Now this mixed with the Xbox Kinect to constantly follow people and shine lasers in their eyes.
Especially useful for locating Uranus
I have a Meade telescope, fairly low-priced model. Mounted a green lasersight on a picantilly-rail on top of it to align the scope during first setup. Works very well to point the stars used for the alignment.
But Google’s Skymap for Android works very well to determine which star or planet you’re looking at. Very precise, for free.
Could mount the phone to the telescope as well, but that would be overkill…
Many hobby astronomers do it the other way around. They use a camera and a plate solving software to tell them exactly what their scope is currently seeing.
The laws and the equations used in this project are not only for tracking planets but with few modifications and addition of extra database (orbital or osculating elements ) it can also be generalised to track any Celestial Body.
I have just used a pan or yaw correcting mechanism.One can add a servo to correct the tilt mechanism, then the device can correct itself however it is placed either in yaw, pitch or roll. It can then be a truly “auto correcting planet tracker” and if you mount a telescope on to it then it can automatically find planets and other bodies for you acccurately.
There are many planet tracking apps, some are free while some are paid but most of them don’t disclose their calculations source code. I have made the source code (& the entire process of making it ) open-source so that enthusiast can find it interesting.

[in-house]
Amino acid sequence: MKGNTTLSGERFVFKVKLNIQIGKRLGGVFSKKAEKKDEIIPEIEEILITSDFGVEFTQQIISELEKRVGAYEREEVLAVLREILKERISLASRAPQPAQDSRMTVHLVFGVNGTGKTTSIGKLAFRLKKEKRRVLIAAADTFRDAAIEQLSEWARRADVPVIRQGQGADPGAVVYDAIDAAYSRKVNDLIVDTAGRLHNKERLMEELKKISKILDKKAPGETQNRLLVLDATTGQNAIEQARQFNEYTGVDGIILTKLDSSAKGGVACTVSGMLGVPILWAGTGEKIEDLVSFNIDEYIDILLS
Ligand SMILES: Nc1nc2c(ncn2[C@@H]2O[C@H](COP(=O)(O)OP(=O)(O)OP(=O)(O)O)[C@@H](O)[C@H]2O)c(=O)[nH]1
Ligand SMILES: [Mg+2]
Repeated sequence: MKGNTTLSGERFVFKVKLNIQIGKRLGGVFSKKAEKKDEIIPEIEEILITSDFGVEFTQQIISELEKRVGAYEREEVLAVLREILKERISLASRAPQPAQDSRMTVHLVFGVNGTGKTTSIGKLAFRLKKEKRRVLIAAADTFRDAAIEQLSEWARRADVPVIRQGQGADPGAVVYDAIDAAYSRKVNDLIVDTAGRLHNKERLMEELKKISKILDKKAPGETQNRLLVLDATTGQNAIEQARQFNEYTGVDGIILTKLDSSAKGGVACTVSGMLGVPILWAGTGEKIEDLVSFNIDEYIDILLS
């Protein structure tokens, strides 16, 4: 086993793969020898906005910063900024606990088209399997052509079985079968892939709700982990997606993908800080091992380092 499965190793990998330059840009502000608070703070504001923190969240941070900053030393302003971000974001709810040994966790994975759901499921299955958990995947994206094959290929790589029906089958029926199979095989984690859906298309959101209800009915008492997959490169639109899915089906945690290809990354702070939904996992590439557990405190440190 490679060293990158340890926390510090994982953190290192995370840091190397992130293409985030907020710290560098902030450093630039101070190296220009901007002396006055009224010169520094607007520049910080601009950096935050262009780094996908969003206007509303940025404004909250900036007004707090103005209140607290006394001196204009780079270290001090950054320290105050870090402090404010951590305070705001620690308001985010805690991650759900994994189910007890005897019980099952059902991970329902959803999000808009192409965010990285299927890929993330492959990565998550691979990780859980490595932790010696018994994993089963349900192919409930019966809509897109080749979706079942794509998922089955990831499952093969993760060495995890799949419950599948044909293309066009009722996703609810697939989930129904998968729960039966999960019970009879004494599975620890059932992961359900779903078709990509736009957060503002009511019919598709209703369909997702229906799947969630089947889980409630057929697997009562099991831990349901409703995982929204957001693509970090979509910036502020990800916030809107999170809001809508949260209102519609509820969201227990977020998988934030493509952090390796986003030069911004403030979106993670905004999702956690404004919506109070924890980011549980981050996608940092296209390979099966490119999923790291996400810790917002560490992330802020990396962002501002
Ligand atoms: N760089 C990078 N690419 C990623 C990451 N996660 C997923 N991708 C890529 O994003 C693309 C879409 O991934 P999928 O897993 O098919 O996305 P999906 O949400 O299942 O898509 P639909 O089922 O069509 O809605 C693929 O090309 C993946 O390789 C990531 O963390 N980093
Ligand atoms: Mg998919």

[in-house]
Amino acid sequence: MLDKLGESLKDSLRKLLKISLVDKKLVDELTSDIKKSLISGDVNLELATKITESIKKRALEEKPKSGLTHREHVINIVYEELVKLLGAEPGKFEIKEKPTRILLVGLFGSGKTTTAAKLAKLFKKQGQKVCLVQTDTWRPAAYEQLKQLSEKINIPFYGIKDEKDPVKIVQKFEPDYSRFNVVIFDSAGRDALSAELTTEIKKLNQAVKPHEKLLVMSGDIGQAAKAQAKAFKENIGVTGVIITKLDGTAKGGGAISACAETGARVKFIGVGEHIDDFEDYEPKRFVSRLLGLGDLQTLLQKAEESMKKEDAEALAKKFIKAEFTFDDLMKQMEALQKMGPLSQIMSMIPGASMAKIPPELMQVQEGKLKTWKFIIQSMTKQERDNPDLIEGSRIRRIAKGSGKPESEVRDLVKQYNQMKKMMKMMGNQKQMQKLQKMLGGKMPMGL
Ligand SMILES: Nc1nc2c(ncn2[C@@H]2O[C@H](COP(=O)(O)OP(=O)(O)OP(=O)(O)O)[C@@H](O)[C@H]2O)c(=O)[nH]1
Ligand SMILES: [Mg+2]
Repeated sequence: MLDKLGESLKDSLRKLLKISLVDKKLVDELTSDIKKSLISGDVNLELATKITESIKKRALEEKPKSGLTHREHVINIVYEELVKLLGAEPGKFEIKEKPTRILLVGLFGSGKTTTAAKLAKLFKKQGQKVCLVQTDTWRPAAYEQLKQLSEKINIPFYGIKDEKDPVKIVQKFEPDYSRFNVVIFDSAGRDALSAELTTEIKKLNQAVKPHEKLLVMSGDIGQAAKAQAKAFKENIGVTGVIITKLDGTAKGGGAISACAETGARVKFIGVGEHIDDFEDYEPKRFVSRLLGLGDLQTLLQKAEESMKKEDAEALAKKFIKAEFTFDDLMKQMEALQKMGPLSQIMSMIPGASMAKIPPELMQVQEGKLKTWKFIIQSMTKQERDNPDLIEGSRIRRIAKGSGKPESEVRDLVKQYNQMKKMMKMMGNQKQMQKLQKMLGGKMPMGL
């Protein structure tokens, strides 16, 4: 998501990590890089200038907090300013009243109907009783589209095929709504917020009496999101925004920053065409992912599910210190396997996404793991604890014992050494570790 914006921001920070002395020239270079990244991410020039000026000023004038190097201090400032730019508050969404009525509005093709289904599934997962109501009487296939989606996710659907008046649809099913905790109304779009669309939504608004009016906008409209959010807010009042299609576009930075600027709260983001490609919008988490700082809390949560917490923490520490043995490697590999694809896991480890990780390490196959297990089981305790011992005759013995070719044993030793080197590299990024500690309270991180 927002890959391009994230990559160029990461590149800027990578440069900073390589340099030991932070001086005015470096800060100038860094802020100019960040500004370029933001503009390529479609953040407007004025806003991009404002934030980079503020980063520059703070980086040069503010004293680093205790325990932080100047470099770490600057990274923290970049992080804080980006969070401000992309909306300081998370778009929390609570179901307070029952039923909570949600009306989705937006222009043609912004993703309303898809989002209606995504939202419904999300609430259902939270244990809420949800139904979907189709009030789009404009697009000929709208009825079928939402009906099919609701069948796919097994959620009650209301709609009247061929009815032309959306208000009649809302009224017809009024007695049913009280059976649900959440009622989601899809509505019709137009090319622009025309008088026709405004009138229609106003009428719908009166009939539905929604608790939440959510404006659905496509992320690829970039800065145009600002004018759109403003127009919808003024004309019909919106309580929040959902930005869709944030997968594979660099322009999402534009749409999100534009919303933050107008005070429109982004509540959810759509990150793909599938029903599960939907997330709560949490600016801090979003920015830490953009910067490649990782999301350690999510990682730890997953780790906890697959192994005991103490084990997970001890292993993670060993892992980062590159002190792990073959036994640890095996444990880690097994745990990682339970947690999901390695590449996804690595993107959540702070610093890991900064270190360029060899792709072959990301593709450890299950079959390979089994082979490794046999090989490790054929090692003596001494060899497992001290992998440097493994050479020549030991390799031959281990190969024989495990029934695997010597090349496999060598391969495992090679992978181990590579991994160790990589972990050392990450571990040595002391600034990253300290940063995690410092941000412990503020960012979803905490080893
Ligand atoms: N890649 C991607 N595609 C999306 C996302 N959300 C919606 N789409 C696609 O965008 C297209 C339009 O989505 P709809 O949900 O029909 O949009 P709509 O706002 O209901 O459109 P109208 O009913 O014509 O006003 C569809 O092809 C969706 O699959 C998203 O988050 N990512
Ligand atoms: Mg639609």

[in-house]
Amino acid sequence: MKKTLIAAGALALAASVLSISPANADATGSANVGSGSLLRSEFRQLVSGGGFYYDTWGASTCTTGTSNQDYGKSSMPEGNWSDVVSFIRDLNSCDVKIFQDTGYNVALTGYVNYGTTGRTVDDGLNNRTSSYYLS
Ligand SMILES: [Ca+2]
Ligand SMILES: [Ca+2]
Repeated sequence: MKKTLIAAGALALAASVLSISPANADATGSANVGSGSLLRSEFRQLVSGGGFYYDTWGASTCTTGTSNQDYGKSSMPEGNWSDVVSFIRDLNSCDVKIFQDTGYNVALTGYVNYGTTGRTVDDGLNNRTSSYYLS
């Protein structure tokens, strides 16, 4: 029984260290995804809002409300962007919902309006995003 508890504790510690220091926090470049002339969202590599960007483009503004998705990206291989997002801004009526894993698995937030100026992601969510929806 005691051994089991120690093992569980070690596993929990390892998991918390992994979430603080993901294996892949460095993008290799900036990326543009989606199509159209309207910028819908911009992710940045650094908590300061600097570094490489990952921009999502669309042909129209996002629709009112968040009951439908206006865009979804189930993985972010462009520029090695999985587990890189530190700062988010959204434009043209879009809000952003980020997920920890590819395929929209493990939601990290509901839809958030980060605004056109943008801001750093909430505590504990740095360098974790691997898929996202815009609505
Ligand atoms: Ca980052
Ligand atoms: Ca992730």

The most important part is accuracy and that is directly related to error correction. I have done some error correction based on a source but you should implement more error correction.The error correction is important as this project gets older the reference data (of 2013 ) used in this project would give more errors, do you have to implement error correction.See the sources I have mentioned in my website for error correction details.
This is great! Congratulations! And, even more congratulations on making it OpenSource!!! i saw someone here on HackaDay a while back participate in one of the contests with something like this software for solar panel tracking using a Raspberry Pi as well. i got his software but since i didn’t know anything about coding, started “debugging” it on my own Pi. After a while i realized (around line 250 of his 500 line Python program) that i was using Python 3 instead of Python 2. – lol.
Have a great evening! :)
Thank you so much.
Using a servo might not seem very accurate, but having the laser attached with some rubber bands makes it rather clear it’s not about accuracy.